New Year’s Revolution

It’s the New Year, and everyone has resolutions.  I swear that I will lose the weight I gained this fall, quit throwing pennies at homeless people, and try to control my smart-ass mouth when I talk to random people in the street.  But since we all break our resolutions, I made one revolution: to get more involved in the mind-numbing crap that is going on in my own hometown.  So this year starts off with the battle over the casinos and the Rouzan project.  At least it is more productive than ghostwriting Britney Spears’ mother’s new book, just without all that fiction.Pinnacle did the next best thing to actually buying off the voters:  They’re going to pay the state for the election.  I’d say it’s an ethically gray area, but this is Louisiana.  So, February 9, you get to decide whether to add a gaudy development off of Bluebonnet and River Road.  I predict that there will be a low turnout, as they really aren’t getting the word out that we get to decide.  As usual, common sense and logic keep getting in the way of Pinnacle ingraining their message into my noggin.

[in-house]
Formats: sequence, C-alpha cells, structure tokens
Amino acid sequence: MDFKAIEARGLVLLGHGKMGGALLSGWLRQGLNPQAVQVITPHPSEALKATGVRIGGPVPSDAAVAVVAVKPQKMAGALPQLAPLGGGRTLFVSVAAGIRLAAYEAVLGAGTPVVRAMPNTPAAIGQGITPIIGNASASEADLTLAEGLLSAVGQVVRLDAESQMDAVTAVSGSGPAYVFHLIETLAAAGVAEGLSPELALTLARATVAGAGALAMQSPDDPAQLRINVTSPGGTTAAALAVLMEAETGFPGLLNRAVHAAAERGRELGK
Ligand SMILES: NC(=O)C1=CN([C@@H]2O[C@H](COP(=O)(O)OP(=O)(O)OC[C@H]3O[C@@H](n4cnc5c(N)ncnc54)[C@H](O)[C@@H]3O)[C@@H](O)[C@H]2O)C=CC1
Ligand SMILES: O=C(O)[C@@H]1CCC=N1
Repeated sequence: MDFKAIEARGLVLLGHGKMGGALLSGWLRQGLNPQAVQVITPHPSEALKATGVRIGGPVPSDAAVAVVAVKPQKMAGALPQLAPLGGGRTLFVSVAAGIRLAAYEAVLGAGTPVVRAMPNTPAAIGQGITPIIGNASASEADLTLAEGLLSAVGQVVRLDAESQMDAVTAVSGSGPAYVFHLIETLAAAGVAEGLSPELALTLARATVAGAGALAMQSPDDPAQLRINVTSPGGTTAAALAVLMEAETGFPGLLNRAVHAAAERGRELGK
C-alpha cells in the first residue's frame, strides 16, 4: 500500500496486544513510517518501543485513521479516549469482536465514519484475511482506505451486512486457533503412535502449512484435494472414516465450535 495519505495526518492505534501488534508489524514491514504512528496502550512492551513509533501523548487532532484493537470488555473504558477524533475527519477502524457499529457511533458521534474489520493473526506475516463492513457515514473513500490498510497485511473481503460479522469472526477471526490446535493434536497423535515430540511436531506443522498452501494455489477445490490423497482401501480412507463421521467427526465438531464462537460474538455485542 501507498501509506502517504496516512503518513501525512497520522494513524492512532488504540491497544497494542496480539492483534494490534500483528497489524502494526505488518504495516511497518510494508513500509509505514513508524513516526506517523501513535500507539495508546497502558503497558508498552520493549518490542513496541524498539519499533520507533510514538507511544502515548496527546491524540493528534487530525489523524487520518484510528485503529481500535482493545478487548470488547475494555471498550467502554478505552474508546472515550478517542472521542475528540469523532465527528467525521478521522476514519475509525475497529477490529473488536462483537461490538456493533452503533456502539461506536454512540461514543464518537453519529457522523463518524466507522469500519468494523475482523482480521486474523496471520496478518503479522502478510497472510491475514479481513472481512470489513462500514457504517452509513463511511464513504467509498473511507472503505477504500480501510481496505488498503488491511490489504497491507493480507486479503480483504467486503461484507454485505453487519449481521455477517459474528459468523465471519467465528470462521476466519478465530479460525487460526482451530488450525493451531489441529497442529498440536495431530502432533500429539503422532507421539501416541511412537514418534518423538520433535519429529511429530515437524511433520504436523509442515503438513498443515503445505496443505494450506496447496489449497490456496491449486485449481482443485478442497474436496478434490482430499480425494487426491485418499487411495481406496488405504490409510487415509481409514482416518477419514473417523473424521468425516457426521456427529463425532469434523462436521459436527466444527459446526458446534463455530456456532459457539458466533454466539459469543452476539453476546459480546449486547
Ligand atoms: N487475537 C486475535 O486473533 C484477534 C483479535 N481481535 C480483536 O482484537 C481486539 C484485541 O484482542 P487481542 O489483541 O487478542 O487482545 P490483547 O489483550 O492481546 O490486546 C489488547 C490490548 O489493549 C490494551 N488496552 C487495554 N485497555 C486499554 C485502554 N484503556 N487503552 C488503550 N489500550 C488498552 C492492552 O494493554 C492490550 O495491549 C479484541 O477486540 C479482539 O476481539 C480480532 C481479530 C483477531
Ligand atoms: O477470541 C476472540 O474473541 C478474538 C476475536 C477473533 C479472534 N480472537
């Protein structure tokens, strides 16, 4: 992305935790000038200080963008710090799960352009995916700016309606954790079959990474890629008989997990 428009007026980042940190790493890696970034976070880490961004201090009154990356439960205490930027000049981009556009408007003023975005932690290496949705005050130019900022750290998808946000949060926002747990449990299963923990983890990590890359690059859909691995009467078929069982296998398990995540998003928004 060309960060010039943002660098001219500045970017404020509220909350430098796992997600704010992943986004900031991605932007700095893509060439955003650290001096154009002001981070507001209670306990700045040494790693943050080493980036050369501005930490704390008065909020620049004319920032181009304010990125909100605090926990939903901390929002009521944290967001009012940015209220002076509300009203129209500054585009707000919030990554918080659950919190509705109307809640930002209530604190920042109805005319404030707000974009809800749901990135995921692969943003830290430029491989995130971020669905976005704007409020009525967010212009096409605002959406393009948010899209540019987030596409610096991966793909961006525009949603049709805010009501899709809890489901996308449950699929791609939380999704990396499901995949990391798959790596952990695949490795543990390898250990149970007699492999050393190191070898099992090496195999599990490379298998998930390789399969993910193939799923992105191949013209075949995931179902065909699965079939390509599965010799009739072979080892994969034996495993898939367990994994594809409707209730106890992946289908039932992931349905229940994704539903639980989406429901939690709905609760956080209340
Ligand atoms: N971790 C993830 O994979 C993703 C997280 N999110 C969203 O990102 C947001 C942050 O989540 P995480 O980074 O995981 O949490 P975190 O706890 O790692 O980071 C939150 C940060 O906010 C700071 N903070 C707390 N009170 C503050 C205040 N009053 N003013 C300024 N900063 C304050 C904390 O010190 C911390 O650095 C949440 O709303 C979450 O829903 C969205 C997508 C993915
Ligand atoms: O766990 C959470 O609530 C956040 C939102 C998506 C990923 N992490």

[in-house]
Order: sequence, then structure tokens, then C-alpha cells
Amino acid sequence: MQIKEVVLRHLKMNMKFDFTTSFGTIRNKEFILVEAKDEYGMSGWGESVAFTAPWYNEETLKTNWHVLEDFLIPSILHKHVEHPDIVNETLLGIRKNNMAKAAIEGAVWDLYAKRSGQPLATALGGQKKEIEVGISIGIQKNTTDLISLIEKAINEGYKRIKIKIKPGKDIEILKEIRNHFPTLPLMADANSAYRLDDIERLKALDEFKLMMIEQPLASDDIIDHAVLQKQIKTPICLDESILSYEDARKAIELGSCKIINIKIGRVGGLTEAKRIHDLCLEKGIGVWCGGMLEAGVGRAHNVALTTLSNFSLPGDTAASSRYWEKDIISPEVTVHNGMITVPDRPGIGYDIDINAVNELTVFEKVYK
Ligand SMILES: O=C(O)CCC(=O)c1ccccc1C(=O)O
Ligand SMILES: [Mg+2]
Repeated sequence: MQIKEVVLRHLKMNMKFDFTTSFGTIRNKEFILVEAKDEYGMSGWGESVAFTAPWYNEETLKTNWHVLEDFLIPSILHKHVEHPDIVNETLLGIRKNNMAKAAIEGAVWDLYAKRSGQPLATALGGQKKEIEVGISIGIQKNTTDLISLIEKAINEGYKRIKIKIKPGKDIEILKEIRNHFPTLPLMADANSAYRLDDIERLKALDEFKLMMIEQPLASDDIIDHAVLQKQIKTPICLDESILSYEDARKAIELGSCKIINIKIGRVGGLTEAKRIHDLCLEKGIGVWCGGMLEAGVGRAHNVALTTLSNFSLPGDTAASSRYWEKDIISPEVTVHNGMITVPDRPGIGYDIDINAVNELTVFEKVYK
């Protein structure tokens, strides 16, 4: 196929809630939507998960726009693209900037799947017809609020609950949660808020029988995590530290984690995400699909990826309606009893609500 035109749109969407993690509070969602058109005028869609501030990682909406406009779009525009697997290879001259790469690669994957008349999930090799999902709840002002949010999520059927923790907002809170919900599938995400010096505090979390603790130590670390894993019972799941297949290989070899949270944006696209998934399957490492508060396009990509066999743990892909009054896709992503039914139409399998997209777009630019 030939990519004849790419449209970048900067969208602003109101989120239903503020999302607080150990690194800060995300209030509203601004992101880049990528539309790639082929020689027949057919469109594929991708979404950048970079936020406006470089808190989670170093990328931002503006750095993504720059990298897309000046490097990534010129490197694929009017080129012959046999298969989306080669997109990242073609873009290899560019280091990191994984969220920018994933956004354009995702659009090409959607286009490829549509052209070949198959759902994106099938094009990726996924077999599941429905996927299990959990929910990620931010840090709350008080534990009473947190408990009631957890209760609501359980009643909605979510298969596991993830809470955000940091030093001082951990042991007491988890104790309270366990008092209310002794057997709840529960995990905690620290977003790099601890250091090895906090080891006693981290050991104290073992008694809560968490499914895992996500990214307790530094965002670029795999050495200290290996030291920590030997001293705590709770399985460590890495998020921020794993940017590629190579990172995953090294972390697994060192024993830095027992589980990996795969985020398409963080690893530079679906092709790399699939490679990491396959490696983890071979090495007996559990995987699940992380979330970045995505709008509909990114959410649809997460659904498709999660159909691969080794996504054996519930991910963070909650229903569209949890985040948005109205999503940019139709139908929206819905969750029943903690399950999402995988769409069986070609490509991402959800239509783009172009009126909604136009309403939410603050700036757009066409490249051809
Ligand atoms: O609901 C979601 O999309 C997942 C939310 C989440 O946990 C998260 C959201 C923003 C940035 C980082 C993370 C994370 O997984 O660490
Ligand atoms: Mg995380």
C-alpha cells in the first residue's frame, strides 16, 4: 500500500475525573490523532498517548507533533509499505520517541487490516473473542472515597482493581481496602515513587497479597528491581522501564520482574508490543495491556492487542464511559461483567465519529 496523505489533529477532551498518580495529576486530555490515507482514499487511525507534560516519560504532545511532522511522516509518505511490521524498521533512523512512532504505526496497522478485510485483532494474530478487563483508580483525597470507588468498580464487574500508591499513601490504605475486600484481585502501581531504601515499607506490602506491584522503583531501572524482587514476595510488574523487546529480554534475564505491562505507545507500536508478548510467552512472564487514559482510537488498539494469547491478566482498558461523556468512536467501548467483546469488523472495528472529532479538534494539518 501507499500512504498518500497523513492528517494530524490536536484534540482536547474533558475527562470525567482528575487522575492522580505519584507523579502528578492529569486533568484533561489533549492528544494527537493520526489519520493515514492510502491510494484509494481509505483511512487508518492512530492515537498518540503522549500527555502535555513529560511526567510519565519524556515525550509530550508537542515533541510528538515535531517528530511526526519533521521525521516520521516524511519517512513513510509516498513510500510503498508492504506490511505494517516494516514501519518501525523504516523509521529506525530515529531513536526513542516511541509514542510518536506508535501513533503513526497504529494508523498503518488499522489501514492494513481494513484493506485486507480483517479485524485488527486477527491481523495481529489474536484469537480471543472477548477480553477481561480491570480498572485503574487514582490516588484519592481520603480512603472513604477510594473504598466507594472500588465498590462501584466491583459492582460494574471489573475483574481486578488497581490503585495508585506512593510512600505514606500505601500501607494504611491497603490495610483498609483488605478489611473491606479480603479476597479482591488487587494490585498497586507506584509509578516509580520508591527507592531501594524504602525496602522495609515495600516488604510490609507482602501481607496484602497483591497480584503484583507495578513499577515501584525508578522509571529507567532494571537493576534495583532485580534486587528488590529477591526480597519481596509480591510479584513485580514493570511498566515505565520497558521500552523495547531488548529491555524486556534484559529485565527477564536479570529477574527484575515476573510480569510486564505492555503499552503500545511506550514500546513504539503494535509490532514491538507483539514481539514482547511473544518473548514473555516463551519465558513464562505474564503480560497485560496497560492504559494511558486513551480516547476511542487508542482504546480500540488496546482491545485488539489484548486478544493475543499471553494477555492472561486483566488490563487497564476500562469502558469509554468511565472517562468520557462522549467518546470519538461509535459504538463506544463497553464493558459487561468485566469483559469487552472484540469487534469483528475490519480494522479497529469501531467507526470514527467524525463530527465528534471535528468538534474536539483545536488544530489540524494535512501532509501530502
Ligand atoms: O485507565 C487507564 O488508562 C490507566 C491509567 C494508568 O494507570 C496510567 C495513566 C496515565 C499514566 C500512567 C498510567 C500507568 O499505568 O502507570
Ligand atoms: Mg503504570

We already have two competing casinos located downtown.  Since their arrival, that area has seen a rebuilding that has made it a destination for art, classy bars, and nighttime entertainment.  The casinos, along with the Farmer’s Market, Shaw Center, and Live after Five, have given me several reasons to frequent our beautiful downtown.

Pinnacle Entertainment seems to not have a website that I can find to tell me what they are going to develop.  For all I know, they are moving Neverland Ranch and putting it on River Road, on top of an ancient Indian burial mound, surrounded by a moat of alligators with laser beams on their heads.  From what I remember reading months ago, I think the plans include a monorail, shopping, a spa, and some sort of Traditional Neighborhood Development (TND). (Note to Mr. Spinosa: That is a good location for a TND, not the Ford Farm.)